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Multiple drug rescue therapy for HIV-infected individuals with prior virologic failure to multiple regimens

Montaner, Julio S. G.a,b,c; Harrigan, P. Richarda; Jahnke, Nataliea; Raboud, Janetc,d; Castillo, Elianaa; Hogg, Robert S.a,d; Yip, Benitaa; Harris, Mariannea; Montessori, Vala,b; O'Shaughnessy, Michael V.a,c,e

Clinical Science

Objectives To characterize the antiviral response and tolerability of a multi-drug rescue therapy (MDRT) among heavily pretreated patients.

Methods Observational study conducted in a single, university-based tertiary referral clinic. Patients (n = 106) who failed several prior regimens started MDRT including at least five antiretroviral (ARV) drugs between August 1997 and June 1998. The most common starting regimen included three nucleoside reverse transcriptase inhibitors and two protease inhibitors, which was prescribed to 45 (42.5%) patients. Virologic response was defined as plasma viral load < 400 copies/ml on at least two consecutive visits.

Results Median prior ARV exposure was seven drugs over a median time of 43 months. Fifty-nine percent of the patients were phenotypically (VIRCO Antivirogram) resistant at baseline to seven or more ARV. Median plasma viral load change following initiation of MDRT was −1.04 log10 copies/ml over a median of 15 months. Using intention-to-treat analysis 40% of patients had plasma viral load values < 400 copies/ml between weeks 47 and 57 of follow-up. Twenty-six patients (25%) experienced severe laboratory abnormalities or subjective adverse drug effects and six of these participants discontinued therapy.

Conclusion MDRT induced a substantial antiviral response in this heavily pretreated group of patients despite extensive phenotypic resistance at baseline. Adverse effects were frequent but generally manageable. Our data suggest that relying exclusively on historical, clinical and laboratory evidence may not be sufficient to rule out a possible antiviral response when multiple drug regimens are used in this heavily pretreated patient population.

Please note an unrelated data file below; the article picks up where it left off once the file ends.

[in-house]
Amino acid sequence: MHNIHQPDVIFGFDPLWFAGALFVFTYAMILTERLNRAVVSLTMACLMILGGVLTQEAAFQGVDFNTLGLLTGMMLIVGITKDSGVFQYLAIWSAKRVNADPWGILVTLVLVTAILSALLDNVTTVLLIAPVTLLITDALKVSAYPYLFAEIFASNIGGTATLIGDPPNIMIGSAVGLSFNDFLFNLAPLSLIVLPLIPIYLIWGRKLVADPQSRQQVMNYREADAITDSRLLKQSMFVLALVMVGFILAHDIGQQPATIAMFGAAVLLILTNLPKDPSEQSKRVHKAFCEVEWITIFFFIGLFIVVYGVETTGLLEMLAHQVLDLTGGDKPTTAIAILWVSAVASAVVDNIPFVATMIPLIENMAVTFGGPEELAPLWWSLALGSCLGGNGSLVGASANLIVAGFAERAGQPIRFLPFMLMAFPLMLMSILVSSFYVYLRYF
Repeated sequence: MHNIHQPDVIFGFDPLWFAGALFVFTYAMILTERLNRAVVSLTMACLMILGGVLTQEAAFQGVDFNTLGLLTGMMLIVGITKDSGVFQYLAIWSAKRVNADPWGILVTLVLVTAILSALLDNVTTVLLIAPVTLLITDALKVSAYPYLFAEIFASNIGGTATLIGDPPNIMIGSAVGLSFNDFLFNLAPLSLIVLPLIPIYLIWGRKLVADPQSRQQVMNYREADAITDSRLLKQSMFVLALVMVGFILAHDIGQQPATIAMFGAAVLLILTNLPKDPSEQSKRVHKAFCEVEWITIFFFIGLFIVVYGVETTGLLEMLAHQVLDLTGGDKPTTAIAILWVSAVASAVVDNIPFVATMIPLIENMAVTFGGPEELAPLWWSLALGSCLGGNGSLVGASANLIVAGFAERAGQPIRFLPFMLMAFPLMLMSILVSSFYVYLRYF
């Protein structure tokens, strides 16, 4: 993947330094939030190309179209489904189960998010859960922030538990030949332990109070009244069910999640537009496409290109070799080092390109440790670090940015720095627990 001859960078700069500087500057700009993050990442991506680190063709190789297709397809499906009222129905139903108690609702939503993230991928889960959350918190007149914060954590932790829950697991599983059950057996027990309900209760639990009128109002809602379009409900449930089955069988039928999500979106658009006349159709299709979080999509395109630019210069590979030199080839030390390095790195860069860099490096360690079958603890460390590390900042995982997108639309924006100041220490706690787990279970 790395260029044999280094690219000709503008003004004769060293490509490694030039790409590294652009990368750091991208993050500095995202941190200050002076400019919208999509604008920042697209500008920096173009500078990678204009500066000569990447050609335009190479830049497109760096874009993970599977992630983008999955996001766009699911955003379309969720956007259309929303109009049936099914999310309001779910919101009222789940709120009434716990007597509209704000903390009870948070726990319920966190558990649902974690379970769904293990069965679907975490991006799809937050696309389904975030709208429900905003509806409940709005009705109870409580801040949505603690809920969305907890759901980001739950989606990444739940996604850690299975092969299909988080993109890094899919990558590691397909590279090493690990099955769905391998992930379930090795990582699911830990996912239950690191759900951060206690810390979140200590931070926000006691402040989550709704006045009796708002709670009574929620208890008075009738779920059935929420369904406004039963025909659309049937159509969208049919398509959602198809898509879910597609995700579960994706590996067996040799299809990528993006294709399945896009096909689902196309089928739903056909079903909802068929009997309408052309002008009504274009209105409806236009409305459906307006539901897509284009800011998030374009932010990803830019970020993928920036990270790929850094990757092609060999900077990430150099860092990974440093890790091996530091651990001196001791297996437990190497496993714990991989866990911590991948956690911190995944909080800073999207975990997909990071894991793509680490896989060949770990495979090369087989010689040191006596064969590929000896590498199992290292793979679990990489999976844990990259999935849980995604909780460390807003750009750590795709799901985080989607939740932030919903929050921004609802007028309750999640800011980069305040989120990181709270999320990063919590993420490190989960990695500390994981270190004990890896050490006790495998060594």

From the aBritish Columbia Centre for Excellence in HIV/AIDS, St. Paul's Hospital, the bDepartment of Medicine, Faculty of Medicine, University of British Columbia, the cCanadian HIV Trials Network; Vancouver, British Columbia, and the Departments of dHealth Care and Epidemiology and ePathology, Faculty of Medicine, University of British Columbia; Canada.

Received: 27 March 2000;

revised: 13 September 2000; accepted: 20 October 2000.

Sponsorship: Supported by the National Health Research Development Program of the Department of National Health and Welfare of Canada through National Health Research Scholar Awards to J. S. G. Montaner and R. S. Hogg. Partial financial support was provided by Bristol Myers Squibb Canada.

Requests for reprints to: J. S. G. Montaner, Director, AIDS Research Program, St. Paul's Hospital, 667-1081 Burrard Street, Vancouver, BC V6Z 1Y6, Canada.

© 2001 Lippincott Williams & Wilkins, Inc.